Effects of Combined Physical and Cognitive Exercises on Cognition and Mobility in Patients With Mild Cognitive Impairment: A  Randomized Clinical Trial

Although participation in physical and cognitive activities is encouraged to reduce the risk of dementia, the preventive efficacy of these activities for patients with mild cognitive impairment is unestablished.
Source: Journal of the American Medical Directors Association - Category: Health Management Authors: Tags: Original Study Source Type: research

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Both reduced cognitive ability and traumatic brain injuries (TBIs) have been proposed as risk factors for dementia later in life. Moreover, a 2008 case-control study comparing 55 controls to 197 TBI patients from the Vietnam War indicated that higher intel...
Source: SafetyLit - Category: International Medicine & Public Health Tags: Economics of Injury and Safety, PTSD, Injury Outcomes Source Type: news
Whether or not you can read and write could be a factor in your ability to stave off dementia as you grow older, according to a new study from scientists at Columbia University.
Source: CNN.com - Health - Category: Consumer Health News Source Type: news
ConclusionsThis study demonstrates biomarker-based MCI prognosis and supports its role in clinical decision-making in daily practice.ResumenObjetivoEl objetivo de este estudio fue investigar el rol y pronóstico de los biomarcadores de enfermedad de Alzheimer en pacientes con diagnóstico clínico de deterioro cognitivo leve (DCL) en una clínica de memoria de Latinoamérica.MétodoOchenta y nueve pacientes con DCL, 43 con demencia tipo Alzheimer y 18 controles normales apareados por edad, sexo y escolaridad fueron estudiados con un extenso protocolo demográfico, neurológic...
Source: Neurologia - Category: Neurology Source Type: research
CONCLUSIONS: Our results indicate that Alzheimer disease medication might contribute to a reduction of the LOS and the number of readmissions in PWD. PMID: 31722770 [PubMed - as supplied by publisher]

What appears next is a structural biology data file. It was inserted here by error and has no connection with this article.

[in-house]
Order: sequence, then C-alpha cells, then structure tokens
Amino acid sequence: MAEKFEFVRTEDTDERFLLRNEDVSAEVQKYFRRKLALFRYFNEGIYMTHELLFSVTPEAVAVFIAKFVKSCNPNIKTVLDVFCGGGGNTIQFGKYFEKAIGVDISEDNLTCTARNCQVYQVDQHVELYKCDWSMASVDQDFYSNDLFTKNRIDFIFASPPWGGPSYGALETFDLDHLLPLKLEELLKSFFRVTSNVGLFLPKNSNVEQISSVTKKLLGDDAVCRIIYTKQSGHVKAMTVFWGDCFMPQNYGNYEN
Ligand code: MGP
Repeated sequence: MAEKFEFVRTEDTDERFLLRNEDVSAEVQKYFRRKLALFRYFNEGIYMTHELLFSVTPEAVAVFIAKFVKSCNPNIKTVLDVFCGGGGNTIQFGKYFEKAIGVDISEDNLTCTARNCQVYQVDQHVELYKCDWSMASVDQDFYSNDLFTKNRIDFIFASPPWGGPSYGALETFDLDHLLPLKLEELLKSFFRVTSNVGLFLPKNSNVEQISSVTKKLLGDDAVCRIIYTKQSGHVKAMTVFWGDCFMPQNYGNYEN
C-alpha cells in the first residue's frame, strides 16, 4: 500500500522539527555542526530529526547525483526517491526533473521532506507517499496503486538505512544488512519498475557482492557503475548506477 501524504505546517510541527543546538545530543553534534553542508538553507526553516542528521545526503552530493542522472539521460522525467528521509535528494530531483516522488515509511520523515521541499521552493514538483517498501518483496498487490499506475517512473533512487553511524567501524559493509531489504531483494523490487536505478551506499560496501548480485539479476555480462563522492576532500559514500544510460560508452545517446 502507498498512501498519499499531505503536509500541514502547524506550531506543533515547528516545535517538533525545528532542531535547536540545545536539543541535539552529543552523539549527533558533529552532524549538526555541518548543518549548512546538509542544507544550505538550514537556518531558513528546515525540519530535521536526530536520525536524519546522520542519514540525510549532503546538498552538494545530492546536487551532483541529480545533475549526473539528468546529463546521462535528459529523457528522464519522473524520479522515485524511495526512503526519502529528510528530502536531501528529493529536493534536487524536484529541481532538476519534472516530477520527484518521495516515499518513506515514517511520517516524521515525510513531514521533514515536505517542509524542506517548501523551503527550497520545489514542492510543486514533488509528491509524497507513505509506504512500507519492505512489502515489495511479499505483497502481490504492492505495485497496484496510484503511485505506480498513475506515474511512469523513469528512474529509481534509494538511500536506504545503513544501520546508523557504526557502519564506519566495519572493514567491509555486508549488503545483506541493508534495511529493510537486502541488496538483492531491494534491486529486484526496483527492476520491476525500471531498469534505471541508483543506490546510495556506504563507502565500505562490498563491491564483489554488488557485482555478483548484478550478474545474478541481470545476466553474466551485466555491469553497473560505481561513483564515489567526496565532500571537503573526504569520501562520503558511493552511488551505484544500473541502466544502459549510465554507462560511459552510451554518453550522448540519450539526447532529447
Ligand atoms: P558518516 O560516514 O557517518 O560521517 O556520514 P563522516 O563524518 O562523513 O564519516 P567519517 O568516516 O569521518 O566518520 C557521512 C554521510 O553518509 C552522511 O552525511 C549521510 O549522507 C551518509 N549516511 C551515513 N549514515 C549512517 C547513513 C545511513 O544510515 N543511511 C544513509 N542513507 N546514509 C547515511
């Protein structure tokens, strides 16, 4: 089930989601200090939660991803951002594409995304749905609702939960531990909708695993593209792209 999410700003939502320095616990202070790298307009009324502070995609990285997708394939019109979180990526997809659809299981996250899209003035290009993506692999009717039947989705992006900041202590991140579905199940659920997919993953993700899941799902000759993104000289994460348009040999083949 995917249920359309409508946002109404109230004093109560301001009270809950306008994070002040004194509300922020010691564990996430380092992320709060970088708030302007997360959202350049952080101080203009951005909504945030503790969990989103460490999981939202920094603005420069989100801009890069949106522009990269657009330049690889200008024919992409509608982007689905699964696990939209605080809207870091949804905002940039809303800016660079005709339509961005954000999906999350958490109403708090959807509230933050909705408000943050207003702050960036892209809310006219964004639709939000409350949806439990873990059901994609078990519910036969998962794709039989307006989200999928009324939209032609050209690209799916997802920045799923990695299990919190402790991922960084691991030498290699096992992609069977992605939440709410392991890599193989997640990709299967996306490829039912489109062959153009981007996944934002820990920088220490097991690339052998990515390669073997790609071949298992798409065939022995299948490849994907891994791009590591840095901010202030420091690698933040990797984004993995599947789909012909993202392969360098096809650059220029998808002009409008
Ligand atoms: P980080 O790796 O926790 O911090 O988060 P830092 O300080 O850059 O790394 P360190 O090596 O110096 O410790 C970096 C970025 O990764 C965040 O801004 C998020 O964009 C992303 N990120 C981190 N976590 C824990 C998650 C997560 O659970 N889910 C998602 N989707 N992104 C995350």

Source: Epidemiology and Psychiatric Sciences - Category: Psychiatry Tags: Epidemiol Psychiatr Sci Source Type: research
CONCLUSION: We found no evidence that long-term exposure to work-related sleep loss had resulted in cognitive decline or early dementia symptoms in this sample of retired maritime pilots. PMID: 31726459 [PubMed - as supplied by publisher]
Source: Dementia and Geriatric Cognitive Disorders - Category: Psychiatry Tags: Dement Geriatr Cogn Disord Source Type: research
CONCLUSION: The AD8 is a brief and sensitive screening instrument that may facilitate earlier and more accurate AD diagnosis in a variety of care settings. PMID: 31725472 [PubMed - as supplied by publisher]
Source: Alzheimer Disease and Associated Disorders - Category: Psychiatry Tags: Alzheimer Dis Assoc Disord Source Type: research
Conclusion [18F]FDG PET may be useful as a non-invasive diagnostic modality in differentiating the two posterior cortical dementias, despite significant overlap. Primary visual cortical hypometabolism can serve as an independent diagnostic marker for DLB, even in the absence of TRODAT imaging.
Source: Nuclear Medicine Communications - Category: Nuclear Medicine Tags: Original Articles Source Type: research
Authors: Hermush V, Ore L PMID: 31713367 [PubMed - in process]
Source: The Israel Medical Association Journal - Category: General Medicine Tags: Isr Med Assoc J Source Type: research
Photo credit Mohammed Elgassier Dear Carol:  My mom has moderate dementia and she seems to like the idea of living in a care community. We’ve done all of the preliminary work, but the social worker at the assisted living facility recently told me that they wouldn’t want me to visit Mom for the first two weeks. Their reasoning is that Mom would adjust better if she has no alternative but to depend on them for help. I’m uncomfortable with this idea because I feel that Mom will need my help settling in. I think that I’d feel abandoned if someone just left me like that. Is not letting the fami...
Source: Minding Our Elders - Category: Geriatrics Authors: Source Type: blogs
In a survey, researchers found that almost half of Americans in their 50s and 60s believed they were at least "somewhat likely" to develop dementia. Yet few -- 5% -- said they had talked to their doctor about ways to lower their risk.
Source: WebMD Health - Category: Consumer Health News Source Type: news
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